Data highlights

The OBIE Highlights – February 2021

15 March 2021

Download open banking highlights – February 2021

  • 303 regulated providers made up of 222 third party providers and 81 account providers, with 108 regulated entities that have at least one proposition live with customers

Commenting on the January highlights, OBIE’s Implementation Trustee Imran Gulamhuseinwala OBE said:
“Among other industry announcements, February heralded the publication of the landmark Kalifa Review of UK FinTech. We were particularly pleased to see recognition from the Government of the global impact of the UK’s approach to open banking. We look forward to working with regulators and FinTechs to build on the foundations of open banking, and pave the way for Smart Data, Open Finance and Digital Identity, which are key to achieving Kalifa’s vision. At an ecosystem level, we are also happy to announce that we’ve hit one million monthly open banking payments in a single month.”

New open banking entities with live customers:

  • Landlord Vision Ltd

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Open banking hits 1 million payments
For the first time in a single calendar month, more than one million open banking payments have been processed. This is especially significant when you consider that around 300k of these types of payments occurred in the whole of 2019, rising to 3.2 million throughout 2020. This milestone indicates that consumer awareness of open banking payments as an alternative way to pay is on the rise and could be a further indicator of the pandemic helping to drive digital adoption. 2021 is being billed as the year of payments, especially with consultations around Variable Recurring Payments and Sweeping, as well as the launch of Confirmation of Payee. We anticipate strong uptake in coming months, not least as a consequence of the Government and HMRC’s investment into the open banking ecosystem.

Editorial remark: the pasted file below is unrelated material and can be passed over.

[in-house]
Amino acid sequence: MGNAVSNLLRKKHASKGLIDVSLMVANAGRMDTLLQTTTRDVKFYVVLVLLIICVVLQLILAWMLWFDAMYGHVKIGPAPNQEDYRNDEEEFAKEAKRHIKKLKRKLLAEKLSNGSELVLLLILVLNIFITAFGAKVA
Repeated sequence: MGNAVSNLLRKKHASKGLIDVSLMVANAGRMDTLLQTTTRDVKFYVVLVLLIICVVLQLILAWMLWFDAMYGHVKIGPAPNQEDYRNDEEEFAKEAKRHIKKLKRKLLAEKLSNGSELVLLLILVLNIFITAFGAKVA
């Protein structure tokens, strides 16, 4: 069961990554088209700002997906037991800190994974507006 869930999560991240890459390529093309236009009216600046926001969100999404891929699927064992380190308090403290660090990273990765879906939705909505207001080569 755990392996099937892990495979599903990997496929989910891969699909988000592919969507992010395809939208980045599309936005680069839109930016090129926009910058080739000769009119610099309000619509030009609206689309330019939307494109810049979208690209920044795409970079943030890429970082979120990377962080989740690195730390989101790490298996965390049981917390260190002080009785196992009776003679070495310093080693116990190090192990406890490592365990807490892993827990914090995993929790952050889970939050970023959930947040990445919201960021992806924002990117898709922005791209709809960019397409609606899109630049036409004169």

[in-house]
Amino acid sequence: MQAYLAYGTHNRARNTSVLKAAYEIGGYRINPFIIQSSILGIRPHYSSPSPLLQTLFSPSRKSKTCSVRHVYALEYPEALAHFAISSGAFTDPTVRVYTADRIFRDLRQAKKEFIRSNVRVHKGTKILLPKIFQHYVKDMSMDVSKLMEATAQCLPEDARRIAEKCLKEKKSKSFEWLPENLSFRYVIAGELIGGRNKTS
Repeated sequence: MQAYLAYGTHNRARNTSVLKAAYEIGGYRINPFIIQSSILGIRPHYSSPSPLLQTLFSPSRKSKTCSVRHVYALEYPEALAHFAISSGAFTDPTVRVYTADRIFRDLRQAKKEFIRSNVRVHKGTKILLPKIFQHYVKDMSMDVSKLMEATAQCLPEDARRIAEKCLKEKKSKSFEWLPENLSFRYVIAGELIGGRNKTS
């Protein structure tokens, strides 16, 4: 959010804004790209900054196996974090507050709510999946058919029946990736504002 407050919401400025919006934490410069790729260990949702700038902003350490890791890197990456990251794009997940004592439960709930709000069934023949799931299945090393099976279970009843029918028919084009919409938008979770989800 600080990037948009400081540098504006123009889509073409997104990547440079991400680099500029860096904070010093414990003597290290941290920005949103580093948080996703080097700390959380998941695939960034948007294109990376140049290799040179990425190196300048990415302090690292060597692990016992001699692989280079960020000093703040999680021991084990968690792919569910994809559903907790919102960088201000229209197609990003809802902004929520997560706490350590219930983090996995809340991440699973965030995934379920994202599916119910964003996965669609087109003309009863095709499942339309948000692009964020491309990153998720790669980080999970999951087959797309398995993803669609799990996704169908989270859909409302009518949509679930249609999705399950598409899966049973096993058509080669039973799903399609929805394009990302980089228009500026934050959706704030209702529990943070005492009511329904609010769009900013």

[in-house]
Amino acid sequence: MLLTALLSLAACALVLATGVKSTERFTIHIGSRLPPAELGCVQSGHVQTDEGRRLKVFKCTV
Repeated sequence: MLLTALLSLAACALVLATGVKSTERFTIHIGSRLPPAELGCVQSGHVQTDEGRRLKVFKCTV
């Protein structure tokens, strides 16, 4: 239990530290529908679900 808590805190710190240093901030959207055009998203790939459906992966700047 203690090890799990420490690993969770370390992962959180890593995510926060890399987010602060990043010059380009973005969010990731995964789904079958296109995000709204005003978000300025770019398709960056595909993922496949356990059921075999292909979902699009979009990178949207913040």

Accenture report reveals that open banking will aid Digital Identity in a post-Covid era
Accenture have published a digital identity report, which highlights how open banking can aid digital identity in the post-Covid era. Before the pandemic, digital identity had become an integral part of our everyday life. COVID-19 has accelerated the need for businesses and governments worldwide to rethink their approach to enabling remote identity verification over digital channels to facilitate day-to-day interactions. With the current open banking infrastructure, financial service firms are in a unique position to drive this trend and serve the increasing demand for digital identity.

HMRC awards open banking contract to Ecospend
HMRC awarded a £3 million open banking contract to FinTech start-up Ecospend, to make it easy for taxpayers to submit payments direct from their bank accounts rather than through debit or credit card. This welcome development lays the groundwork for a substantial boost to open banking services in the UK. The contract was awarded following a formal procurement and tender exercise, which began in November of last year.

Equifax Acquires AccountScore